That ‘little shaken’ Dr. Bramwell, obviously a friend to the Steers brothers in 1934, would eventually become very shaken when he was named as co-respondent in a nasty divorce case between David Steers and his wife Ida Louise (nee Foreman). Extensive media coverage exists in the Kingston Gleaner from Jun 1935 through Mar 1936 of the original case and several subsequent appeals launched by David’s ex-wife. Uncle Viv and his wife Mabel testified as witnesses in the case. The media storm must have been horrific. Mabel and daughter Jean were sent back to Canada before it even ended. A full page article on pg 8 in the Gleaner 27 Jun 1935 announced the case’s outcome with the headline “Jury Finds 6 to One for Mr David Steers”.
Viv rejoined his family in Canada in May 1936.
Mr. Vivian Steers Feted at Christiana
Mr. Vivian Steers was the recipient of hearty felicitations and expressions of high regard at the Savoy Hotel last night when many of his friends gave a “Dutch Farewell Dinner” in honour of him on the eve of his departure to Canada.
That Mr. Steers enjoys an outstanding popularity could be easily seen from the attendance and there were many apologies for absence from other prominent citizens who found it impossible to attend.
Mr. Steers is a mechanical engineer of outstanding ability and has had much experience in the making of motor cars and aeroplanes. His sojourn in his home town has been a blessing to the community and his services have been much in demand by the Public Works Department and the Parochial board of the parish. Through his skill the heavy waste at the Christiana reservoir, caused by leakage, has been checked, and the public sanitary conveniences that are being erected in the town at present under his supervision will be a monument to his ability.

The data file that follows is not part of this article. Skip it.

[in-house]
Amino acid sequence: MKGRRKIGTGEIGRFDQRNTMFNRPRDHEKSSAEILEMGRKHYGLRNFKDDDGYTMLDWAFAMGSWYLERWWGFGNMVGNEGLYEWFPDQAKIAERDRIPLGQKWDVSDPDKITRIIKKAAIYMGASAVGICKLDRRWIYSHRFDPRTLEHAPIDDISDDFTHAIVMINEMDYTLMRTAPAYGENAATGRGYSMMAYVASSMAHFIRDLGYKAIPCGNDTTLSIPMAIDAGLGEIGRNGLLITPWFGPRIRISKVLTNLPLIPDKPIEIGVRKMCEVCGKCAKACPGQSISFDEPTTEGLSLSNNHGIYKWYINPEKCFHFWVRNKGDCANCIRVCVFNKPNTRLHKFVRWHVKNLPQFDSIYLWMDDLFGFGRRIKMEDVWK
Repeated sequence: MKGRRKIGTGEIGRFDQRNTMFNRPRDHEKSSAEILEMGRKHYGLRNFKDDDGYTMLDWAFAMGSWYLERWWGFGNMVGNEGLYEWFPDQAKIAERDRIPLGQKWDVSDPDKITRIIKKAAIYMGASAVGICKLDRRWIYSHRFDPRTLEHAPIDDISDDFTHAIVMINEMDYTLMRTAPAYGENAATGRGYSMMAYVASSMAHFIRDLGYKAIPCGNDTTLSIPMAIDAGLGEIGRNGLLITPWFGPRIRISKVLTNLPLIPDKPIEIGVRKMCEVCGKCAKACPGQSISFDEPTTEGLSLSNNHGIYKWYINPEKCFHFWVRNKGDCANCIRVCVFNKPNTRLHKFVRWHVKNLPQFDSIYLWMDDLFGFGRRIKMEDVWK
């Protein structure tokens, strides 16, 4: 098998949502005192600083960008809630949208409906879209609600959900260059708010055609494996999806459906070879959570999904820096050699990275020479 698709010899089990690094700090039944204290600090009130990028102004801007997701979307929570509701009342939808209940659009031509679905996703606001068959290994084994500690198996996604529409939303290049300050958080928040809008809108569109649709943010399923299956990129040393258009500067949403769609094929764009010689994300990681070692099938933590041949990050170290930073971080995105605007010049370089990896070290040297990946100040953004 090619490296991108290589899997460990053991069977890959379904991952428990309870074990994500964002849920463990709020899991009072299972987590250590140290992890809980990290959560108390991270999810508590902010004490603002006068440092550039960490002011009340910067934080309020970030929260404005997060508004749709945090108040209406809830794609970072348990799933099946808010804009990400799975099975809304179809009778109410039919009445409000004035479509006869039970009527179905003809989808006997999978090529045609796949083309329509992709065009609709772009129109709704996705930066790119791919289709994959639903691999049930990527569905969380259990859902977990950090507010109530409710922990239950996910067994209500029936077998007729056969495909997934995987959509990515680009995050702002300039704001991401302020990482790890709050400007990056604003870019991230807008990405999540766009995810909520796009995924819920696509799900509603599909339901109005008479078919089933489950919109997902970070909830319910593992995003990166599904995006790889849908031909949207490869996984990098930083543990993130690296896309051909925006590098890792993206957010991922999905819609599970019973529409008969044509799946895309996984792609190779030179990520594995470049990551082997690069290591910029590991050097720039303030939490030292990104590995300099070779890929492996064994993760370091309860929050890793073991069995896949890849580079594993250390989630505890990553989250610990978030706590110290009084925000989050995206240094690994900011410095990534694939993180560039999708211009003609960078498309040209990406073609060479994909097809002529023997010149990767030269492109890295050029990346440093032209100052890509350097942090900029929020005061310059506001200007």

Dinner was served at 8 o’clock following which the guest of honour was deluged with complimentary remarks touching his character and usefulness.
Mr. J. Stephen Miller referred to the parentage of Mr. Steers and said that he knew the latter from his infancy and from his knowledge of Mr. Steers’ parents and his early training, he did not expect less of him. Mr. Steers’ parents were cornerstones in Christiana in their day. He next made reference to Mr. Steers’ war service and his activities since his return to Jamaica three years ago and said the community would be poorer from his departure. He wished Mr. Steers a happy reunion with his wife. Mr. Steers was going to a land of possibilities. He was sure he would do well. He wished him success and hoped he would return to Christiana in the near future.
– extract from the Kingston Gleaner, pg 13, Tue May 12 1936
Viv, Mabel and Jean settled in Vancouver, British Columbia where Viv continued his work as an engineer. On 19 Jan 1968, Mabel died of ovarian cancer. Viv had a heart attack and passed away 22 Jul 1981. Their daughter Jean, who had married William Mann, died of breast cancer 4 Sep 1987. Our family was made richer by their presence and I am continuing to research the lives of Viv’s ancestors and siblings in Jamaica.